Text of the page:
tl;dr: Become Marty McFly within Nuke.

Time travel is cool, Nuke is cool, therefore time traveling on Nuke is…you name it.
Anyway, time-traveling sort of means that you can experience time as a solid state dimension which you can transverse back and forth, forth and back, so on a so forth. Would not it be cool to have a slider to go back (or forwards) in time sometimes? I´m pretty sure it would, although it might be a little weird at first.
Now, the little Python-powered Gizmo I got this time to introduce you guys attempts to let you do so, on Nuke. Maybe you are pretty happy with how linear time works in general and will never have to use it at all, but in case you happened to, it may come in handy.
1 – What´s this (really) about.
As you well know, time managing in Nuke is quite flexible, and there is already a lot of tools dealing with time (Retime, TimeWarp, TimeEcho…). In a way, my so-called “B_traail” tool is an “on steroids” version of the TimeEcho Nuke Node, in that it allows you to see in a still image the difference in movement occurred during a given lapse of time. Here´s an example.

On steroids, because that´s pretty much all the TimeEcho Node allows you to do, whereas my little Gizmo creature adds a fair amount of extended functionality. Other than just to “plotting” time, you can also retract both ends of the animation, apply different temporal reduction factors, select multiple merging operations, apply and invert different gradients (linear, quadratic & double-quadratic), time-recolor, and more. 

To better illustrate this, I´ve prepared a simple radial animation with a Roto node, a bunch of Transform nodes and a Merge. Without applying any additional operation, the animation looks like this.

Ok, let´s now bring in a B_traail gizmo and see what we can do with this amazing animation. And just to give you an idea before we get a closer look at the tool, here we have a few examples of what kind of results we could end up having out of the animation by playing a little with it.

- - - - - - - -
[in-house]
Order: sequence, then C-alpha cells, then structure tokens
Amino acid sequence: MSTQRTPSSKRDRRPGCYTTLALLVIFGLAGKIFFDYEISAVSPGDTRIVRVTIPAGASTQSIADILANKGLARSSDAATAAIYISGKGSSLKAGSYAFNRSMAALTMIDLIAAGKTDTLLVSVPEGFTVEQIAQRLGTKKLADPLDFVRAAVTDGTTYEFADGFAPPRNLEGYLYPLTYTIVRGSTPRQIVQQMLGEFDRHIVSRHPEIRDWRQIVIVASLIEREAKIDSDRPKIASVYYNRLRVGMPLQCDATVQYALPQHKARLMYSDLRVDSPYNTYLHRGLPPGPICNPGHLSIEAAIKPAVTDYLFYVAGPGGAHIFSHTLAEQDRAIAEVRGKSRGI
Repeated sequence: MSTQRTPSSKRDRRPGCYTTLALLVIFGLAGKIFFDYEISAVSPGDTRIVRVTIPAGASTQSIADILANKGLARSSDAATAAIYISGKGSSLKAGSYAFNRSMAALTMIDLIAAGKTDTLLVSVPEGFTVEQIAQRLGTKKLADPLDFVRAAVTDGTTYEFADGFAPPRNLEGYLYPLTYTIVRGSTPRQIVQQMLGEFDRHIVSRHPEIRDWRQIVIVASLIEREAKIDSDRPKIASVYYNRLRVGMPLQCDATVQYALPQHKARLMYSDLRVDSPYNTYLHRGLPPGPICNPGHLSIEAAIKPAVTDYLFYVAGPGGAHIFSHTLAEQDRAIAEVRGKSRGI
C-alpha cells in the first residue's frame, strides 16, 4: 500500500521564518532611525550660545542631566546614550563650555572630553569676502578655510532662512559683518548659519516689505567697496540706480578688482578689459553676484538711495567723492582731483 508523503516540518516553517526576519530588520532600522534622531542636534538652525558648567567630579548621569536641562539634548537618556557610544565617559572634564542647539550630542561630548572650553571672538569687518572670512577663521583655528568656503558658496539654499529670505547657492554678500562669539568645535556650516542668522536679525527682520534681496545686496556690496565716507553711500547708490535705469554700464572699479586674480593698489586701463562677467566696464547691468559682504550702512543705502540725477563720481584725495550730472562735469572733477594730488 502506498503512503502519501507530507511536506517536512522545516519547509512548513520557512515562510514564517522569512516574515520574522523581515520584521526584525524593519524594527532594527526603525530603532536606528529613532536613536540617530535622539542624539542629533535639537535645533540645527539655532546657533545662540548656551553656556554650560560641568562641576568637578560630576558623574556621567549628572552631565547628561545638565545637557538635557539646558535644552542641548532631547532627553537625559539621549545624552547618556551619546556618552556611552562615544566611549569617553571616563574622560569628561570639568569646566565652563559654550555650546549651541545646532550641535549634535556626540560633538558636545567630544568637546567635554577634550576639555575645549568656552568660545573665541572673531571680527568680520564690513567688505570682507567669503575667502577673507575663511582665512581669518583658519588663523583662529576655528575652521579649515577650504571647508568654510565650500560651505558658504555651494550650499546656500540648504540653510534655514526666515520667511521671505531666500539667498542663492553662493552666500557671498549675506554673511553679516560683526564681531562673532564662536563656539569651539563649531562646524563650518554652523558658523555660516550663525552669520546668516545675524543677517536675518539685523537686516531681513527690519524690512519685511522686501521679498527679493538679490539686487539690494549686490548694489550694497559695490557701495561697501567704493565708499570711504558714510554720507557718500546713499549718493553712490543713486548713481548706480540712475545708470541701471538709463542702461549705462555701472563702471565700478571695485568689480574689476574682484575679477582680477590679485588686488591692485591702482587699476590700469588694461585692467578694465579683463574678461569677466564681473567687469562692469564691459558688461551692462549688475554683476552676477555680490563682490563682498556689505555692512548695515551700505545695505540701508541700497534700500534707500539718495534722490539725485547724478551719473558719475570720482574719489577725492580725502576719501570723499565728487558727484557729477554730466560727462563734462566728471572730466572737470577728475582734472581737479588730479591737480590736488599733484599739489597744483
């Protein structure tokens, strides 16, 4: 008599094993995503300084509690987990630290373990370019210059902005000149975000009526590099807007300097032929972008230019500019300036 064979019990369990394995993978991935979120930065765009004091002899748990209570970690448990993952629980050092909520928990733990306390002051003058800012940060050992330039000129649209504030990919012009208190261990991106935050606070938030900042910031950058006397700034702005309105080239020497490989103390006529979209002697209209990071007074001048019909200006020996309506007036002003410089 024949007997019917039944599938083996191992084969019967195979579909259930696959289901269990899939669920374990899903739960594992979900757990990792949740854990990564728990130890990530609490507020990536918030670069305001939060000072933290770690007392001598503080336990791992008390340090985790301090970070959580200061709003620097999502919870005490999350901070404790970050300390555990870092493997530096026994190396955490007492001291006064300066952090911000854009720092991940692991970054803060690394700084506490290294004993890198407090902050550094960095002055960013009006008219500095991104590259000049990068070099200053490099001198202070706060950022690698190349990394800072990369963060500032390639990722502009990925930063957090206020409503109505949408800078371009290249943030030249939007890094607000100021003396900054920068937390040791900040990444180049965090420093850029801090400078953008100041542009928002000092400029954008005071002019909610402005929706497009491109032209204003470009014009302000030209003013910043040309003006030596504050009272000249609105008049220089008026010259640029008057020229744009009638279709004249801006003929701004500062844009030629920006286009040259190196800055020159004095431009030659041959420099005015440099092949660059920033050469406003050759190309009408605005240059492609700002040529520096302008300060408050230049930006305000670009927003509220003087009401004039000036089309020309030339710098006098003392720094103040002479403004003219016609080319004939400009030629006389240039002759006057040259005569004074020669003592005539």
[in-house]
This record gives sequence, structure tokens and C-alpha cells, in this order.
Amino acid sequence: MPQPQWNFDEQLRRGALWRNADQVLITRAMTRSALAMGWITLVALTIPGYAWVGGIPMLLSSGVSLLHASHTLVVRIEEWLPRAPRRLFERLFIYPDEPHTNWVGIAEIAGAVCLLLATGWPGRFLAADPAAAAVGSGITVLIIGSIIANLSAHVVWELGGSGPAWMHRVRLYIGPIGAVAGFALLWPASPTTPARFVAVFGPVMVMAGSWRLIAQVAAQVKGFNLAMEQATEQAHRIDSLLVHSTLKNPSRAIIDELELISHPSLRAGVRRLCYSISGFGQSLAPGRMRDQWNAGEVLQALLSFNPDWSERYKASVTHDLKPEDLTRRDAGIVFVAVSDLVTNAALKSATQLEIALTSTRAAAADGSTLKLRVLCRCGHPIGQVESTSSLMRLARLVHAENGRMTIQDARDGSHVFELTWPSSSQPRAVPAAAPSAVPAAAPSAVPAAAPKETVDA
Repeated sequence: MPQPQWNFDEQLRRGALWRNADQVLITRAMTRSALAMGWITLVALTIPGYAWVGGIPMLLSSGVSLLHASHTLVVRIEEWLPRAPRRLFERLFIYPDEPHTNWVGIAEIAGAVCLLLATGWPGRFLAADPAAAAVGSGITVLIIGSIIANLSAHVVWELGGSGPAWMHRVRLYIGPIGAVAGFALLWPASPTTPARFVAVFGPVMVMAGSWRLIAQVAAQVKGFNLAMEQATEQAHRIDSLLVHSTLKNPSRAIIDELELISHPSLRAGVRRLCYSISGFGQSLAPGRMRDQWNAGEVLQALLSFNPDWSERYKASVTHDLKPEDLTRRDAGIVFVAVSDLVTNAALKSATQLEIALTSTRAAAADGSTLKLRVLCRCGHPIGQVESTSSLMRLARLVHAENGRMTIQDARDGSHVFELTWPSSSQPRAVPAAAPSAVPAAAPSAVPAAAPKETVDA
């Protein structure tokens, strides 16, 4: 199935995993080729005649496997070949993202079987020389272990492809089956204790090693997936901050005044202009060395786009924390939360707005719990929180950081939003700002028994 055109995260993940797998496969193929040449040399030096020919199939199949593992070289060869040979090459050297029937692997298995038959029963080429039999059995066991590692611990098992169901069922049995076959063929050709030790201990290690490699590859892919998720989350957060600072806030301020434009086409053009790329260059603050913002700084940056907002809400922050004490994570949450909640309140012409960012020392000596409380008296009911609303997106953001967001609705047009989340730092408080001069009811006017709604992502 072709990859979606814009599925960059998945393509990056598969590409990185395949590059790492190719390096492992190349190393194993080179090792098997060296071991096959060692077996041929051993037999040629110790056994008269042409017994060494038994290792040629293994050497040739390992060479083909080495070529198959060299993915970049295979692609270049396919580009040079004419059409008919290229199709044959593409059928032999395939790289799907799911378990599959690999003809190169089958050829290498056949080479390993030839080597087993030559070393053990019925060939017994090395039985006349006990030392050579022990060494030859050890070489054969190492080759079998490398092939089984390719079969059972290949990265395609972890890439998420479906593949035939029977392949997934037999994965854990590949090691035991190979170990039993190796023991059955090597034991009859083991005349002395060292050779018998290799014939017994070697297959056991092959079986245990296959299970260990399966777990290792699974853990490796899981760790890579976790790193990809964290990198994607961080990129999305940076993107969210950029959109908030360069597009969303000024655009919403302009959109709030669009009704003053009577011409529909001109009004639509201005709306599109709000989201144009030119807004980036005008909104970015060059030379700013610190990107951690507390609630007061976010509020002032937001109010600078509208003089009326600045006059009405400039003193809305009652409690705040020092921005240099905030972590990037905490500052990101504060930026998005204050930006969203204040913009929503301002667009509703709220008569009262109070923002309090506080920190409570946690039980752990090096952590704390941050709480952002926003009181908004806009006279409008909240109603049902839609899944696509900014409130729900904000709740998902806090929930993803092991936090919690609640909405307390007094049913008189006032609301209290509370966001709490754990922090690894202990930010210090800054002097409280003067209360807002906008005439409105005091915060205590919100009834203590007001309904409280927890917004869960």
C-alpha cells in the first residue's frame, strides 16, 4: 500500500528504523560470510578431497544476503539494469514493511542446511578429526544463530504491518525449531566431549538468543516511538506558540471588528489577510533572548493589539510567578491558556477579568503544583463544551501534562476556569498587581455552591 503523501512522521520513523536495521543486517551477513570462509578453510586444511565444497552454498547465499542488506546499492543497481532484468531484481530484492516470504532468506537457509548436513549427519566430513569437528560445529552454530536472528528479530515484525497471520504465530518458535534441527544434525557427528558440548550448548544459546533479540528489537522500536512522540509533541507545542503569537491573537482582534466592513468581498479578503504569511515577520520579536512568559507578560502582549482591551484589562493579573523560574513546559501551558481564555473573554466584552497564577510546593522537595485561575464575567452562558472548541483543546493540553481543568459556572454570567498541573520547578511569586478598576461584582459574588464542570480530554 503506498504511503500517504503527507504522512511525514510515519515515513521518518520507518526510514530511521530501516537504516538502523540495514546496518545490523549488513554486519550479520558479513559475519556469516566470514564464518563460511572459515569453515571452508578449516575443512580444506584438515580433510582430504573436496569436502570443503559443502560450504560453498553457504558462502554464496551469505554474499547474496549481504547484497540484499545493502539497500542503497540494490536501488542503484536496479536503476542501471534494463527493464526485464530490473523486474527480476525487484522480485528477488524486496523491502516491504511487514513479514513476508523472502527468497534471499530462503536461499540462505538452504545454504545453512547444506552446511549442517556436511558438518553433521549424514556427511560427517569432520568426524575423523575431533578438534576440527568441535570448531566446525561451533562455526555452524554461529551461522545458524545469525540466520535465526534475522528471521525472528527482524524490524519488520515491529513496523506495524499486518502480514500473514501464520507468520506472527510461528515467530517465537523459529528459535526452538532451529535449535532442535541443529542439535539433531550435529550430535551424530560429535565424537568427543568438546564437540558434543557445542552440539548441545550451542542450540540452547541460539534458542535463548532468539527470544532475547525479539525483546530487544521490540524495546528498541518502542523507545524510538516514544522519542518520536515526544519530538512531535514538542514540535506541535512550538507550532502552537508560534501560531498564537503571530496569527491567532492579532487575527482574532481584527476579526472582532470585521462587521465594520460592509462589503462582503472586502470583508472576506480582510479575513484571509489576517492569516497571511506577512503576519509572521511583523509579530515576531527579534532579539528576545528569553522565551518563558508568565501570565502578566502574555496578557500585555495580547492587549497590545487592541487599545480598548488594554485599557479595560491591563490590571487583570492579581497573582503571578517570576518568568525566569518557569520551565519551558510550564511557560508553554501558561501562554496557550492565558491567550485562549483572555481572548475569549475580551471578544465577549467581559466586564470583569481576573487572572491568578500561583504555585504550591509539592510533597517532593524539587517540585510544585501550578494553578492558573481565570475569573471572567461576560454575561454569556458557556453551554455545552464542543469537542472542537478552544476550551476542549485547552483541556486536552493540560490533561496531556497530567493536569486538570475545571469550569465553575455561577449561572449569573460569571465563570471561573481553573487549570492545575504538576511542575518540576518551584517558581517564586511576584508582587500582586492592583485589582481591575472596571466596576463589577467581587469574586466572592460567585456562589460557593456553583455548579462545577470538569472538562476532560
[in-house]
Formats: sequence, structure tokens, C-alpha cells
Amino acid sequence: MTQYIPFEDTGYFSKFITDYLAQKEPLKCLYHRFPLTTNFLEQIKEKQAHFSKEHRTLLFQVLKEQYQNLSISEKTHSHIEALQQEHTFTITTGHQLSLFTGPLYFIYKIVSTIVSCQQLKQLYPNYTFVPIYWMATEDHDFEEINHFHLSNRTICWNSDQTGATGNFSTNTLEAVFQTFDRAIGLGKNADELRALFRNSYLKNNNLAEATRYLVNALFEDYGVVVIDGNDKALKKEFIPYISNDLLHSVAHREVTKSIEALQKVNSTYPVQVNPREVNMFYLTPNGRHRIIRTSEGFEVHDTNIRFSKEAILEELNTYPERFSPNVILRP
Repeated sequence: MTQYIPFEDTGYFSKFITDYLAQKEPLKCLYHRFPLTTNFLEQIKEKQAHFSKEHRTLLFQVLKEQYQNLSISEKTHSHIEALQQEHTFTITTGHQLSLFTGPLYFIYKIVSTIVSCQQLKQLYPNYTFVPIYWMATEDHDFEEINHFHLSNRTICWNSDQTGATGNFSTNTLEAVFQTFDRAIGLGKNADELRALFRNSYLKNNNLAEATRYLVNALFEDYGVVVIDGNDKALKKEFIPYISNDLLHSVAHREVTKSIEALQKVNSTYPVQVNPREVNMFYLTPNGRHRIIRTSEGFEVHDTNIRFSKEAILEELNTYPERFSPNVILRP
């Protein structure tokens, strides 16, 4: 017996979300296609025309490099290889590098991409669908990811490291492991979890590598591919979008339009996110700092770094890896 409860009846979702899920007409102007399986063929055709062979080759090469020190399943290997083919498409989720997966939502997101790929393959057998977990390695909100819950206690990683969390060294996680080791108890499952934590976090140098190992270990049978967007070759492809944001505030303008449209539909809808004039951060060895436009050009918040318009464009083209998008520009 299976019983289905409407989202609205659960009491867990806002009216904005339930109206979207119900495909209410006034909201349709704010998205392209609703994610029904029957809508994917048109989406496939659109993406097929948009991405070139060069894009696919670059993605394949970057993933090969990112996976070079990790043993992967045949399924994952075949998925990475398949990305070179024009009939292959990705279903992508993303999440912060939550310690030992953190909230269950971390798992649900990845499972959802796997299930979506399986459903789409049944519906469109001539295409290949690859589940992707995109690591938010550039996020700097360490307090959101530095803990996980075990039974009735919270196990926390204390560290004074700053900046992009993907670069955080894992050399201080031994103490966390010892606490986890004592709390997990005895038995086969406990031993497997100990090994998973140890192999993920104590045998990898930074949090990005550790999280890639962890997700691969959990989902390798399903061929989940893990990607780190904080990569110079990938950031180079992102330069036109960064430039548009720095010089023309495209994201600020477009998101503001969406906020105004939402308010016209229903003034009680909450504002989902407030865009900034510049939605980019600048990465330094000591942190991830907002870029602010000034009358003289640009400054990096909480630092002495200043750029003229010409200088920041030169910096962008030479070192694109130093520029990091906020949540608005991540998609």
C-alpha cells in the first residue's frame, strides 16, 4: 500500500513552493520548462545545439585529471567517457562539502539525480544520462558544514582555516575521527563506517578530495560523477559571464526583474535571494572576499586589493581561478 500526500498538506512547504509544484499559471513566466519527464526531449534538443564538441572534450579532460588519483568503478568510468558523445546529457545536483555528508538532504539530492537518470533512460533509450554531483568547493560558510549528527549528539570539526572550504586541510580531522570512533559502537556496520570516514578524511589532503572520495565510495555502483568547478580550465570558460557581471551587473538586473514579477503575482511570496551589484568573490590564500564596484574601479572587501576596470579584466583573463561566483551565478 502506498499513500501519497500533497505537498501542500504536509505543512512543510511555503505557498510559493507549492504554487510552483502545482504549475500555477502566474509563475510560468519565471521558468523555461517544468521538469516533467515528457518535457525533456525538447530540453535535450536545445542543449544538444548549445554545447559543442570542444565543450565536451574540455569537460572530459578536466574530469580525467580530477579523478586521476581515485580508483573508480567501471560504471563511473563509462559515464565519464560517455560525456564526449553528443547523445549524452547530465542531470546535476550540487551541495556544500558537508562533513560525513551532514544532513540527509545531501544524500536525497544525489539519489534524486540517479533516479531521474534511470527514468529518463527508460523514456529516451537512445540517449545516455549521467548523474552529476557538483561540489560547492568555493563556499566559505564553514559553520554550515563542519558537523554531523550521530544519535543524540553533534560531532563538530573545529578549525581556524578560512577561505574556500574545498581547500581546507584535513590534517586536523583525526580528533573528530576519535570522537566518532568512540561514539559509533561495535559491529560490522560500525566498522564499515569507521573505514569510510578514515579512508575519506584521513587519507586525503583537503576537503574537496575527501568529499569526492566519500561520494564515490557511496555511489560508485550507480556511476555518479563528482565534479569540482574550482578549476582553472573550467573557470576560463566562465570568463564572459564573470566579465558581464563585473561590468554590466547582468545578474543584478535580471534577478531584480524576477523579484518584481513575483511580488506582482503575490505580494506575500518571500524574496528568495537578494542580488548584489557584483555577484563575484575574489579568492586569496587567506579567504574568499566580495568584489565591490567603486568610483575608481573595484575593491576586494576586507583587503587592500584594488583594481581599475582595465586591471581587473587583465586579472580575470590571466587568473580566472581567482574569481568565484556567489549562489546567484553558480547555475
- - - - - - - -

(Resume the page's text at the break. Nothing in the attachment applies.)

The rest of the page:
2 –  Understanding it.

If you look carefully at these images, you will notice that they represent the animation plotted in one image: 75 frames in only one. Additionally, you may also perceive that there are some alterations in the way those moving dots are shown in the present moment, with respect to how they were: different gradients and merging operations have been applied, both ends of the animation can be retracted to limit the range that we see in one frame, color-over-time has also been applied, and even the temporal density has been dealt with according to different reducing factors. Last but not least, all those parameters can, of course, be animated.

At this point, I´m hoping that the idea has become clear. Probably you have already figured that we could apply this tool to any moving, masked out character to create a trail that we can play with later on, or to a bunch of moving cars to create a long exposure kind of effect. The applications are endless and I can´t wait to see what you guys come up with.
3 – User guide

Let´s now take an in-depth look at the properties bin of the B_traail tool to examine its knobs and see what they do. It´s only a 2 minutes video, don´t be lazy and check it out

4 – Installation guide

Like I said in the beginning, my B_traail Gizmo tool has a Pythonic soul. Behind the scenes, pretty much all the Nuke knobs available on the node´s properties panel trigger a piece of Python code that enables its functionality. More specifically, they call to a number of 34 functions allocated within the context of the module, along 414 lines of code.

This obviously means that you have to save the Python module within the Nuke Plugin Path context for the tool to work. Just download it using the link below and save it where Nuke can find it. NOTE: it´s crucially important to name it “b_traail” exactly. Do not rename the file!.

Great, with that being done, now download the Gizmo file itself and save it so that you can call it from Nuke (ideally in the “Gizmos” folder within the Nuke Plugin Path context).

B_traail.gizmo download link

Now, if you are of a curious type, you´ll probably want to convert the Gizmo into a Group and take a look inside. If you do so before running the tool, what you´ll find will look somehow like this:

No worries, it´s totally normal! Just introduce a frame range, run the tool and its Python code will automatically build-up the setup on the fly. If you take a look inside again, you should be able to see something like this:

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